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Death of a Giant Foretold

This is the first time I’d ever seen a typepad group blog show up on Google news, but Submerging Markets runs some excellent essays, including a great post by Matthew Maly about how America’s view of progress and technology pisses the rest of the world off. A lot of lovely quotes:

If an American soldier dies in Iraq, every inhabitant of our planet learns about his death almost instantly: a giant falls with a thud. When a crowd of Iraqis carried the helmet of a dead American soldier it seemed like it took fifty of them to carry it. Yet like every giant from a fairy tale, the American giant has a vulnerability that may prove its undoing.

More:

India invented quiet contemplation and has congested, noisy streets; Britain invented good manners and reads the stolen letters of royalty; Russia stood for the soul elevated by beautiful literature, and so Russian prostitutes are the best-read in the world. The world abandons its values, and American culture pours in and rules. But the world understands that the American version of good is not good, and the stronger America becomes, the more it tries to impose its will, the more it will be resisted.

Another quote on MacDonalds:

If we compare a McDonald’s to a French restaurant, we are likely to conclude that the McDonald’s is cheaper, cleaner, faster, and friendlier. It is a triumph of technology, research, and training. The French restaurant has only two things going for it: you will not remember a McDonald’s meal for the rest of your life, and you cannot propose at McDonald’s. McDonald’s stands for a satisfying technologically-assured result, but the French restaurant stands for life, whatever it is. McDonald’s has a very useful role to play, but when it proposes itself as a substitute for a sit-down meal, there is a problem.

A few random thoughts. First, this is an insightful essay whose conclusions would be obvious to anyone living outside USA and inconceivable to most people inside the U.S. What distinguishes the U.S. (aside from its arrogant insistence that its way is the superior way) is its ability to market itself. American film is not any better than the film of other cultures, and yet B-movie DVD’s are found in bazaars and musical pop stars like Britney are talked about everywhere. America could market shit and convince the world it’s gold. The good thing about the U.S. is that it changes and adapts. Sure, Bush was a nincompoop, but the media has caught on, and so has the American public. Recently I’ve noticed that the U.S. is no longer the bellwether for technological innovations that it used to be (in environmental engineering, open source, cellphones, etc). Some of it might be a result of unique geographic characteristics (i.e, why cellphones or 3G didn’t take off here), but a lot of it may simple be that the incumbent companies are unwilling to innovate, preferring just to buy other people’s brilliance.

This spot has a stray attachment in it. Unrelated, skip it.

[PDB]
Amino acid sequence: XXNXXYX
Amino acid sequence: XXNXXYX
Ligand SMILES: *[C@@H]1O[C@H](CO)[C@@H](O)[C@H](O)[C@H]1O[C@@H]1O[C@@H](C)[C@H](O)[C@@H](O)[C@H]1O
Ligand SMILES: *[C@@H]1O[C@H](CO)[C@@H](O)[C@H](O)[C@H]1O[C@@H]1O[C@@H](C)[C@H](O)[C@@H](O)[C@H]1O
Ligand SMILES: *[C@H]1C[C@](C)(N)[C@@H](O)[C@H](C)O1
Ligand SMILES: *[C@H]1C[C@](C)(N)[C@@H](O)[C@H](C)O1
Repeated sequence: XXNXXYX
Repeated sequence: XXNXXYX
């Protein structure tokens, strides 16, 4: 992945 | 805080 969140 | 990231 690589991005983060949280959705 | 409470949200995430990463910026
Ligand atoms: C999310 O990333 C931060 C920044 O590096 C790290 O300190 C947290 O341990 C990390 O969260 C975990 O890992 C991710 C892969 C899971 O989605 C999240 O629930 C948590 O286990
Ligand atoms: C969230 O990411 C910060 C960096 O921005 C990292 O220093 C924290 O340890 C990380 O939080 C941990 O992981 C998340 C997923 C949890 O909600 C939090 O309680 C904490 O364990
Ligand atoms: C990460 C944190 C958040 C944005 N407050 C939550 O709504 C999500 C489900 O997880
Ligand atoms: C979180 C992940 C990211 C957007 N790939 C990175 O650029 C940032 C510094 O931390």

I’ve written several essays about Eastern Europe (which, except for this one, I have yet to post online) and expect to start my Ukraine essay (where I lived for a year) over this summer. I’ve been suffering from withdrawal symptoms for having no more “letter from America” episodes by Alistaire Cooke to listen to; maybe this will help me through these tough times.

Speaking of MacDonalds, I remember making the point to a Ukrainian girlfriend once when stopping at MacDonalds. It’s not that I love MacDonald’s, I told her. But it’s cheap and convenient and sometimes a fast alternative. MacDonalds is really a growth of a culture on the run, where lunch is not something you spend a lot of time for, but instead is something that must be consumed quickly and with little thought. That, of course, is one reason, why Americans are so obese.

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